Jeanne, this is most excellent! What a great talent! Wishing you all the best in every way. Mostly wishing you were here, miss you terribly!

    • Jeanne July 20, 2015 at 12:01 pm #

      Kelly Mae!!!!
      I miss you too.
      Thank you for stopping by to read and for taking the time to comment.

  6. Heather July 18, 2015 at 9:19 am #

    Well done!

    • Jeanne July 20, 2015 at 12:01 pm #

      Thank you Heather!

  7. Susan July 18, 2015 at 10:06 am #

    You hit the nail right on the head, Jeanne… I could definitely relate to the entire process. Please keep sharing your wisdom – we can all use it.

    • Jeanne July 20, 2015 at 12:03 pm #

      Thank you Susan. Thank you for reading, relating, commenting and encouraging. I really appreciate it!

  8. Christa July 18, 2015 at 10:19 am #

    Love it! I truly enjoy reading your articles!

    • Jeanne July 20, 2015 at 12:03 pm #

      Thank you Christa!

  9. Anne Younger July 19, 2015 at 6:31 am #

    Good article. I think you captured that whole thing about defining oneself with labels, which makes it so hard to get health.

    To me, using a label means that I am kind of stuck with an identity that I might not want. (I am a democrat, I am a mom, I am in recovery.) Those words can feel like boxes, limiting me to some kind of character or stereotype. “I am so much more,” I want to say.

    But I can see that you are still you; greater than any label. You have a wonderful and unique voice. I get it. Well done. I look forward to reading more.

    • Jeanne July 20, 2015 at 11:57 am #

      Thank you Anne. That’s exactly it. We are so much more than our labels!!

  10. Erin July 23, 2015 at 8:39 pm #

    Words resonated with me. Sober. Hated that word. It meant sobering thoughts to be without red wine. Now. After 15 months I embrace my sobriety.

    Erin

    • Jeanne July 24, 2015 at 3:47 pm #

      Way to go Erin! Keep on keepin on. It gets better n better!!
      Thanks for taking the time to comment.

  11. Nancy July 24, 2015 at 7:06 am #

    Jeanne, you are awesome! The girls mentioned your blog and I have read all of your articles.

    I am proud of you and love your language. I admire who you have become. Being present and in the moment is critical for well being. I am working to STOP processing myself, a poor lesson learned too early in life, probably as a coping skill dealing with a highly dysfunctional family and later dealing with my dysfunctional self (thank God I’m not alone).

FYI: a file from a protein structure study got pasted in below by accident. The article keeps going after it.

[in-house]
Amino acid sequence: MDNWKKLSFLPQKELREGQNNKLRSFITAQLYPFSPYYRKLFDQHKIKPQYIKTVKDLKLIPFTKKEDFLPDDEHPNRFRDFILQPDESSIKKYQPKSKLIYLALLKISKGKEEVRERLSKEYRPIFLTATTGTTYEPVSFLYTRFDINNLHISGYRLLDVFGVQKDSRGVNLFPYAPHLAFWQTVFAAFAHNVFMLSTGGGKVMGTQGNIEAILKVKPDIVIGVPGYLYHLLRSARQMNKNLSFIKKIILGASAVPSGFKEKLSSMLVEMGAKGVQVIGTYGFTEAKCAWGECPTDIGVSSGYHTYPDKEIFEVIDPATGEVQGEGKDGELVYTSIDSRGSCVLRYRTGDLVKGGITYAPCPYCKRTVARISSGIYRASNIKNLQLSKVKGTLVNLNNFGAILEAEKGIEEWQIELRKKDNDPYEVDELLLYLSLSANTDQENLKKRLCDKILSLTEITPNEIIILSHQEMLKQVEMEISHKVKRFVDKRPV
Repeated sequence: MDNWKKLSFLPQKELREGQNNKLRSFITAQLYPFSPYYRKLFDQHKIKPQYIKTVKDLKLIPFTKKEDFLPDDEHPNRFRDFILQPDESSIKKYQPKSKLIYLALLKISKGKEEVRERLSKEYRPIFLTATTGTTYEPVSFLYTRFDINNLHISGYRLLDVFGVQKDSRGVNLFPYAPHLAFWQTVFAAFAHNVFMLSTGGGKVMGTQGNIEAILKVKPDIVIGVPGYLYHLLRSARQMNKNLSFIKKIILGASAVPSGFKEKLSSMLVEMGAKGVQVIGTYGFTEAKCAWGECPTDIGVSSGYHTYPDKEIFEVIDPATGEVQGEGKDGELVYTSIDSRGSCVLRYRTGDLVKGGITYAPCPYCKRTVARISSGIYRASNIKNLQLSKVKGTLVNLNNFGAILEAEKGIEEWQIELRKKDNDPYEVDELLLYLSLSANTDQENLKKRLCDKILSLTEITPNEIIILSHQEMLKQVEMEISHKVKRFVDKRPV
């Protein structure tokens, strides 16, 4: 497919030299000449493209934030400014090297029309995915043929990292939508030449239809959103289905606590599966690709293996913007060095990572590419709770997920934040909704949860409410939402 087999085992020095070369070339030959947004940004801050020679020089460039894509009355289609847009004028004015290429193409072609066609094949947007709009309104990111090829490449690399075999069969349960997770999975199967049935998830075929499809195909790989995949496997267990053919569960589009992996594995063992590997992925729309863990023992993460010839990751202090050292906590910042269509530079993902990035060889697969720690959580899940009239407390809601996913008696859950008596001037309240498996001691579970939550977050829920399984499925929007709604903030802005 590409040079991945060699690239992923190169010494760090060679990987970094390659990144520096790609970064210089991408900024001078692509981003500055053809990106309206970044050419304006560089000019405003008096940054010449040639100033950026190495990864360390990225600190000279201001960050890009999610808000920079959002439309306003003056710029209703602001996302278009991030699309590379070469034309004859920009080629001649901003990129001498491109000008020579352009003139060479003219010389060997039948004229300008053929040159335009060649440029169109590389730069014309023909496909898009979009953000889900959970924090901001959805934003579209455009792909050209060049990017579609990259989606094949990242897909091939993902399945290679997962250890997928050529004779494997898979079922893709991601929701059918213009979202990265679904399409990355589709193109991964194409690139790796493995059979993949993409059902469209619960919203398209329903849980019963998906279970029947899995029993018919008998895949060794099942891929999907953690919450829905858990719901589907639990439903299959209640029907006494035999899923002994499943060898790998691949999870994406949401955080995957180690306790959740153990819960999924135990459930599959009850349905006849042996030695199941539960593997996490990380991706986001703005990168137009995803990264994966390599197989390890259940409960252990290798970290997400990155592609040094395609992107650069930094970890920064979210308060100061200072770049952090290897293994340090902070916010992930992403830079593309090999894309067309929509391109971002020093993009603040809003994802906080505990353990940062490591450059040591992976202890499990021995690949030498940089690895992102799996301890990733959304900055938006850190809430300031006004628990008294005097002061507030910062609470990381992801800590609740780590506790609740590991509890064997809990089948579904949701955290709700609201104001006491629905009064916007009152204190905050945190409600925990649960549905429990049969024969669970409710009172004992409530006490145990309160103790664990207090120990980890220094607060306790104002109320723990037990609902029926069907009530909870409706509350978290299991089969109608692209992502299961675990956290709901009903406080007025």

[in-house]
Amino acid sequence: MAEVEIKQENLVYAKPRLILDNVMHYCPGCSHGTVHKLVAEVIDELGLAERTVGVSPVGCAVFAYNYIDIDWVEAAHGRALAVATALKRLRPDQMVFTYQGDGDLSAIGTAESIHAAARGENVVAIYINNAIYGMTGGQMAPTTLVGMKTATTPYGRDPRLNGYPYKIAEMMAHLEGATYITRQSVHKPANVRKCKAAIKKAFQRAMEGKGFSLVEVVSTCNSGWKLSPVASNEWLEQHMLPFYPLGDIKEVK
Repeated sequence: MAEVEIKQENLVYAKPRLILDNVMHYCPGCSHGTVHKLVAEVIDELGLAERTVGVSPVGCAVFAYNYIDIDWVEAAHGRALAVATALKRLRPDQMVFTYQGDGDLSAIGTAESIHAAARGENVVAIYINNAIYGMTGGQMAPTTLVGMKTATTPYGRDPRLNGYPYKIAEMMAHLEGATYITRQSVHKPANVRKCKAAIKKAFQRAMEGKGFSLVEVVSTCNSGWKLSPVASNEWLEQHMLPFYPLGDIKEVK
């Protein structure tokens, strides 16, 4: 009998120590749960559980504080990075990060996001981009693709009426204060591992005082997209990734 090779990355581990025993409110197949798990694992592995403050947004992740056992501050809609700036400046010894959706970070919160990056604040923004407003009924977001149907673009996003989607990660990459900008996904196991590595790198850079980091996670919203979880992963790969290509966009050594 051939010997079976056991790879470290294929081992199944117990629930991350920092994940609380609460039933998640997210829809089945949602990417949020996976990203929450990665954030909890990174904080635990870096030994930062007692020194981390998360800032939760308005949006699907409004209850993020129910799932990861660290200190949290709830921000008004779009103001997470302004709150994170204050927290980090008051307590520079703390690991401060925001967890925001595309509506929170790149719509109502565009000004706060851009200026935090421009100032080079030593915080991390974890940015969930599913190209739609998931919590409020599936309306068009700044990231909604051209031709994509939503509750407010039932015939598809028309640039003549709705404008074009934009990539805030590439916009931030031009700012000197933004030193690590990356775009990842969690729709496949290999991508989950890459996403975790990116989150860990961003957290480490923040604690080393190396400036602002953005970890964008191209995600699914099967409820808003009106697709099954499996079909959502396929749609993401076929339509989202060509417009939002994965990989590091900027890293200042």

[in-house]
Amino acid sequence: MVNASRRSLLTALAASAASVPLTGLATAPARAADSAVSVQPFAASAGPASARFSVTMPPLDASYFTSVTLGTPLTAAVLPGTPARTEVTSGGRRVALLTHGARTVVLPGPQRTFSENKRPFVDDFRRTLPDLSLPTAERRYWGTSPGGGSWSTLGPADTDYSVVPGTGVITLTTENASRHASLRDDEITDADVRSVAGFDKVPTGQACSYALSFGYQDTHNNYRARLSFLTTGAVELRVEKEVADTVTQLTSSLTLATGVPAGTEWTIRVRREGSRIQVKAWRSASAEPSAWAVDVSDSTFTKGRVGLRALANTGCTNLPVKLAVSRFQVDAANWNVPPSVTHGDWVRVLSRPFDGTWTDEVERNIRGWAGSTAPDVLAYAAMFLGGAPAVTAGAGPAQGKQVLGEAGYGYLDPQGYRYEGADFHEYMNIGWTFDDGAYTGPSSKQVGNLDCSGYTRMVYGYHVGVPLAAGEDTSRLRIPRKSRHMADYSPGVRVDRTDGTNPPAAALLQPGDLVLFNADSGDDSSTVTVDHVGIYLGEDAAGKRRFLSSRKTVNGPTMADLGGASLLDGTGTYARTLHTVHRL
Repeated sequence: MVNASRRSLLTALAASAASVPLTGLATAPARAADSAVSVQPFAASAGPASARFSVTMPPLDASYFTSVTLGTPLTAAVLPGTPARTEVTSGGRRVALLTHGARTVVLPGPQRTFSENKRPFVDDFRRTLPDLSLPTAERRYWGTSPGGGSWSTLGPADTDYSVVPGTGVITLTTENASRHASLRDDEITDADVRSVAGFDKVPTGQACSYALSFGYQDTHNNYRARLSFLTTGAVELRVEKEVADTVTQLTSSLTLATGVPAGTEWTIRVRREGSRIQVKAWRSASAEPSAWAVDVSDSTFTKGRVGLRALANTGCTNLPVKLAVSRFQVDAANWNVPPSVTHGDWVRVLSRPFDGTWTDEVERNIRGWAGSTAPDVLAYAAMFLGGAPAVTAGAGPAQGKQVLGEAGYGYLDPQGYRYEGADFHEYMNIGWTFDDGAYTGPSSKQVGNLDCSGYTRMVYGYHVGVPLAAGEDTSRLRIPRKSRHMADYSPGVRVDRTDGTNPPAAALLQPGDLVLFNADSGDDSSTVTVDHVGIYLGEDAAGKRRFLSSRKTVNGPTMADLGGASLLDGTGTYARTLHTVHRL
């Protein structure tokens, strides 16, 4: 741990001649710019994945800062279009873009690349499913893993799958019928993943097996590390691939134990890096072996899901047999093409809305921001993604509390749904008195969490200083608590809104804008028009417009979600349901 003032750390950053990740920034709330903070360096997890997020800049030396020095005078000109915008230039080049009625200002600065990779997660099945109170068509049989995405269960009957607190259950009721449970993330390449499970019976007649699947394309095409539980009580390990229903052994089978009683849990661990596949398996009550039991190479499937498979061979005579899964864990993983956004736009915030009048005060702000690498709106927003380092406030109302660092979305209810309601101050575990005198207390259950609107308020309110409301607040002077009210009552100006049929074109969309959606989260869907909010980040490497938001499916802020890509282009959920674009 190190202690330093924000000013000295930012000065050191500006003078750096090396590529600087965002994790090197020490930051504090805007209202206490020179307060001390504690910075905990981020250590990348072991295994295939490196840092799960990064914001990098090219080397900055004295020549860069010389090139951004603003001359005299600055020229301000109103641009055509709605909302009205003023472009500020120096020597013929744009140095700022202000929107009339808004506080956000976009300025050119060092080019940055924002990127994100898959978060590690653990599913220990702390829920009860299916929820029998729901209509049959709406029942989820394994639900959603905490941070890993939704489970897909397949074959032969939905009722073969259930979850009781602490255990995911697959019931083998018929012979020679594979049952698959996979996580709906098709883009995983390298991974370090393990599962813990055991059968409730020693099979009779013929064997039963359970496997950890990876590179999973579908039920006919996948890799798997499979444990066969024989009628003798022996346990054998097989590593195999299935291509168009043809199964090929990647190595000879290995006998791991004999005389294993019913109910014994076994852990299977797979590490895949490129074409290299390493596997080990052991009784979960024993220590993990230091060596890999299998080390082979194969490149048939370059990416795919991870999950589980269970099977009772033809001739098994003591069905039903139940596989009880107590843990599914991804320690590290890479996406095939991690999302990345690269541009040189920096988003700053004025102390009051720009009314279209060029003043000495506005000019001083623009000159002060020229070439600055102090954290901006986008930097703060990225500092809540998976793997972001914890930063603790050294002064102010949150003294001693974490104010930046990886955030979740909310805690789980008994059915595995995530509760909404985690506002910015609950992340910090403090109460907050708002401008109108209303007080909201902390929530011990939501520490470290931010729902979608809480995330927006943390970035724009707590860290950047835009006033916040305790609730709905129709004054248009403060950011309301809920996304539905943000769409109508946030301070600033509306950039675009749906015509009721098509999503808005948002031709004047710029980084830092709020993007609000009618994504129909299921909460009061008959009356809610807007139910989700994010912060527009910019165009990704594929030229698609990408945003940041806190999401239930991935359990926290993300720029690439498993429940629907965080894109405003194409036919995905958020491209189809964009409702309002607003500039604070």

I can remain hopeful for healthy change for myself., although the “work” part of change is hard We can remain hopeful for many, many more articles from you for healthy change for the masses…until you write the book!! LOL

    Looking forward to the next one! Love you and miss you!!!!

    • Jeanne July 24, 2015 at 3:58 pm #

      Thank you Nancy, for reading commenting and everything! A lot of people, when they quit booze, find they have to quit their friends too. Not me. You girls have been so supportive. Im very lucky! Miss you all.
      I’ve got a partially empty nest down here. Plenty of room. Ya’ll come on down!
      We’ll eat laugh and share dysfunctions (byob cause I don’t have any, lol)
      xo

  12. Dave July 24, 2015 at 4:16 pm #

    Hey Jeanne, I love this sentence: “Yep, I had rules. Some say that’s a sign. Having rules”. It so true; “normal drinkers” don’t think about Rules when it comes to drinking. Thanks for your post, Have a great Sober weekend! Dave

    • Jeanne July 27, 2015 at 5:27 pm #

      Thanks Dave. Such a simple sign too. I wish I’d recognized it as a sign all those years ago. So glad I finally did!
      Thanks for reading and for taking the time to comment!
      Jeanne